On which demographic should we spend our Learning & Development (L&D) budget?
My interest on this topic was sparked when two conversations happened within a timespan of a few days. The first was with a customer discussing a specific employee of theirs. The client had a fairly negative perception of this particular individual and said there wasn’t anything to be done about improving their performance; no amount of training would suffice. This was a little alarming to hear. I’m not generally an overly fussy caregiver, but I’d like to explore some options to help this poor guy out.
The second discussion occurred late at night after several martinis when a director-level friend was guiltily explaining about a management meeting that took place at his company the past week. He told me that as a team, the executives decided that they were going to expend learning resources solely on their top performers. Mid- and low-level performers were not going to receive performance support and would be left to sink or swim. This, too, was concerning to me.
Where should a company spend its resources?
On one hand, it makes sense to push off those who we view as incompetent and will never “make it.” They are a drain on time, effort, and money. It makes sense to spend those resources on furthering those who will be able to provide more revenue for the company in return for their professional development. Maybe if we don’t focus resources on those high performers, the only ones who can get us to the very tip-top, we may never reach the top at all.
On the other hand, I feel that’s a pretty damn cold-hearted viewpoint, let alone not very business-savvy.
The mid-performing people, most likely 60-75% of any organization, need to have steady access to performance support and training. Not providing adequate resources to these people will result in seriously awful company morale and whatever the top performers are doing won’t matter because the mid- and low-performers will just drag the whole organization into the gutter. Plain and simple, if you’re going to spend and money at all on training, it makes the most business sense to address the middle performers. As far as the low-performers go, I’m not ready to throw that low-performing chap outside in the cold just yet; I’m more in the “catch them before they fall” camp. The way I see it, a company chooses how to spend its money on low-performers: either L&D dollars or HR dollars.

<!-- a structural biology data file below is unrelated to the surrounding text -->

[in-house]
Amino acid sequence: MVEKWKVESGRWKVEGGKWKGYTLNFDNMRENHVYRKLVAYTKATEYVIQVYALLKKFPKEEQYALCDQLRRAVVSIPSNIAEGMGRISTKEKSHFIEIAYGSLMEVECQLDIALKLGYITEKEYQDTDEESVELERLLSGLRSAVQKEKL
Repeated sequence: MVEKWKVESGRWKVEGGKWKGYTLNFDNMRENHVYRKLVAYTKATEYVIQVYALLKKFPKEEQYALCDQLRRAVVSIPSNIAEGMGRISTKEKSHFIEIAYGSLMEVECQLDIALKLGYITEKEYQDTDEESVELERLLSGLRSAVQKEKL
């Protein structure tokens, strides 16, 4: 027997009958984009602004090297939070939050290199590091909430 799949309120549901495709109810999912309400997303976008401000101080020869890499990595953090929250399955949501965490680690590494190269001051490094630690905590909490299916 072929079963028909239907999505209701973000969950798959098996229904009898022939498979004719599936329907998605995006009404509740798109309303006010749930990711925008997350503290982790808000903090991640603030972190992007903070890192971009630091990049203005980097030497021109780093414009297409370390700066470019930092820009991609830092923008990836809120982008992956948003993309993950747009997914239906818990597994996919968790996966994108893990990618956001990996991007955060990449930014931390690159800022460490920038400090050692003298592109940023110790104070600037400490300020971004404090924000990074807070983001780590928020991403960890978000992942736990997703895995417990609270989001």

We know that there are three reasons people do not perform at optimum and these reasons are: knowledge, motivation, and/or incompetence.
A knowledge gap can be solved with training and performance support solutions. Spend some resources on building a training program that targets the low-level and mid-level performers so that your whole company can achieve greater. Call an instructional design consultant. Create a mentorship or an onboarding program. A cheap and engaging solution is to create an “everyone’s an expert” program. One of the best things to do is to make sure the standards of performance are clear and easily located by every employee. It’s not fair to expect your employees to be mind readers to understand the expected quality or to read between the lines to understand what their daily duties are.
Motivation problems can be solved with addressing leadership styles. Managers need to be able to show their employees why their work is important and that it is truly valued. Showing people how their work serves a bigger purpose connects them to a larger organization and makes them feel like they’re needed. Managers need to allow employees to work with their own style. A leader’s trust creates ownership and promotes dutiful execution. The last key to motivation is showing employees that their hard work is recognized. People need to be appreciated in different forms, so it’s on the supervisors to do something to show their employees that their hard work is being noticed. Recognition is absolutely vital to developing a healthy organization and a productive employee.
The final issue, which is highly possible since we’re talking about low-performance, is incompetence. These are the people who I really don’t want to give up on because I feel a pang of guilt that they were even hired for the position in the first place. Training is most likely not going to help them. However a good leader can help them find their fit elsewhere in the organization or outside of it. Every person on this planet has value and can do something of value. Devoting a few minutes to knowing your employees and seeing what their natural gifts and talents are can help guide the low performer into a vocation for which they truly excel. It takes a confident and talented leader to objectively and explicitly state the performance problem to the employee and gently redirect said person to a place where they would better fit.
We Can’t Ignore Poor Performers! David Brock. August 28th, 2013 http://partnersinexcellenceblog.com/we-cant-ignore-poor-performers/
Motivating Your Middle 60%. By Strategic Incentives. http://www.strategicincentives.com/rc_motivating_your_middle_60
Don’t Target Top or Bottom Performers: Move the Middle. Gal Rimon. July 18, 2015 http://www.gameffective.com/move-the-middle/
Focus on Your Average and Bottom Performers to Improve Sales Performance. Mike Kunkle. August 26th, 2013